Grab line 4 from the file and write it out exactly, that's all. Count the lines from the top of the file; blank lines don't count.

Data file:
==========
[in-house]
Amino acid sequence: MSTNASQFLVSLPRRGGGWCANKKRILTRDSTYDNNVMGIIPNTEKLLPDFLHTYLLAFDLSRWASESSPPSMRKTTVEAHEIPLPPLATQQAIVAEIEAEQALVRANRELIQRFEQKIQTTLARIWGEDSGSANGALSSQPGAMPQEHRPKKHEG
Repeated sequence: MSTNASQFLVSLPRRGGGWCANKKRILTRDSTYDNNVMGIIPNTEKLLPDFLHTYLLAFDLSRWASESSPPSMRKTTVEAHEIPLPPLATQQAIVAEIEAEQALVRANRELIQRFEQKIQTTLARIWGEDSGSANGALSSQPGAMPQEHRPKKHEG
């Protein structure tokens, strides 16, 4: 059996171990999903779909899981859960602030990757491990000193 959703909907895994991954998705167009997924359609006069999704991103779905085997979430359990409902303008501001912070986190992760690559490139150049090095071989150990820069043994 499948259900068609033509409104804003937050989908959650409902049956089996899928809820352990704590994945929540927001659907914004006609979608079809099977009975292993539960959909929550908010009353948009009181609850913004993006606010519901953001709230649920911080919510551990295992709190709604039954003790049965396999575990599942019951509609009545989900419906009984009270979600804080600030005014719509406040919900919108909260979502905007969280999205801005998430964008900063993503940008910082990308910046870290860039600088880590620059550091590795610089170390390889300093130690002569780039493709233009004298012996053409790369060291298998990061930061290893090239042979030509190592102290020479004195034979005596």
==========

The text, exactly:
């Protein structure tokens, strides 16, 4: 059996171990999903779909899981859960602030990757491990000193 959703909907895994991954998705167009997924359609006069999704991103779905085997979430359990409902303008501001912070986190992760690559490139150049090095071989150990820069043994 499948259900068609033509409104804003937050989908959650409902049956089996899928809820352990704590994945929540927001659907914004006609979608079809099977009975292993539960959909929550908010009353948009009181609850913004993006606010519901953001709230649920911080919510551990295992709190709604039954003790049965396999575990599942019951509609009545989900419906009984009270979600804080600030005014719509406040919900919108909260979502905007969280999205801005998430964008900063993503940008910082990308910046870290860039600088880590620059550091590795610089170390390889300093130690002569780039493709233009004298012996053409790369060291298998990061930061290893090239042979030509190592102290020479004195034979005596």